|When you screw up and hit a wall,|
not only do you take damage, but you
make that poor penguin cry.
So what is the Kururin series? As I just said, it's a game where you have this stick that rotates at a steady pace that you need to move through a maze. You don't control the rotation (outside of a few bumpers that can be used to reverse the direction that the stick is rotating), but you do control the stick's movement (up, down, left, right, diagonals). The game is actually pretty tough too because every time your rotating stick bops into a wall in the maze it loses health. Hit the wall too many times, and your stick explodes in an adorable puff of sparkly stars. Some levels have areas where you can regain health, others you just have to make due with the health you have. Even if you get proficient at a level, there are still best times to beat, not to mention your own personal bests, so there's plenty of reason to come back and play some more.
My first exposure to the game was via a Japanese version of the first installment in the series: Kuru Kuru Kururin, which is almost as much fun to say as it is to play. It's also the only game in the series to see a Western release, and even then it was limited to Europe. North America has yet to see a Kururin game localized for its market, and that's a shame.
Even more tragic is that the series only had two sequels: Kururin Paradise (GBA) and Kururin Squash! (Gamecube). These didn't even see a release outside of Japan. Since then the series' developer, Eighting, has been busying itself with a number of other projects that have nothing to do with cute penguins or rotating sticks. Granted it was a bit of a departure for them to go and make this game when you consider that many of the titles that they've put out have been either shoot 'em ups or fighting games. So, maybe they've had enough of these twirly sticky puzzle games.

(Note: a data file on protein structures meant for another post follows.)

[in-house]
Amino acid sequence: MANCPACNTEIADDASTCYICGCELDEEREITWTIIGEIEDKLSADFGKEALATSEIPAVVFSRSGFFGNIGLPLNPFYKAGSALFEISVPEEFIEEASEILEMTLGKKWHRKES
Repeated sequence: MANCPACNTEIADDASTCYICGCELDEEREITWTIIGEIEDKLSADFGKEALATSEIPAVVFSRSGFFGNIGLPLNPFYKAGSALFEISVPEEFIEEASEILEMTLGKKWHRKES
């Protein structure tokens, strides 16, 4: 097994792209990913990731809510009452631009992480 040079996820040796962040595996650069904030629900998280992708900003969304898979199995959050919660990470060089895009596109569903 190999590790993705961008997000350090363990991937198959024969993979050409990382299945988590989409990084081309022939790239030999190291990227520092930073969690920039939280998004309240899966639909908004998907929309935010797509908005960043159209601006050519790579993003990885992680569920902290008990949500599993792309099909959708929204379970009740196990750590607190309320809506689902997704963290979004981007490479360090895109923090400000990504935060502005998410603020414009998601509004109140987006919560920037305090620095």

|This Kururin series is really|
cute and colorful.
It's unfortunate because Kururin is the sort of series that I could really see flourishing in the current market. It has a super simple concept that both casual and hardcore gamers could sink their teeth into, and would work on any of Nintendo's modern consoles either poking around on the 3DS screen to move the stick, waving a Wii / Wii U controller to do the same, or just going the traditional route and using gamepad-like controls. Whatever the case, the hardware is more than capable, and the game is something that could really catch on. It would even make sense as a cell phone game, but given how much Nintendo seems against that I don't see the game heading to that platform anytime soon.
Anyway, Kururin is definitely one of those series that flew under a lot of people's radars way back when it first came out. Nonetheless, it's a game that deserves to live on. Hopefully one day Nintendo will indeed decide to resurrect it. If you haven't had a chance to play it, I highly recommend tracking down a copy. Any installment is fine, but it may be easier to play the GBA ones since you don't need to worry about region locking on that platform. Don't worry about the language barrier either, as menus are easy to navigate with even little to no understanding of Japanese. With that, get twirling those cutesy sticks, and see just how fun these games are.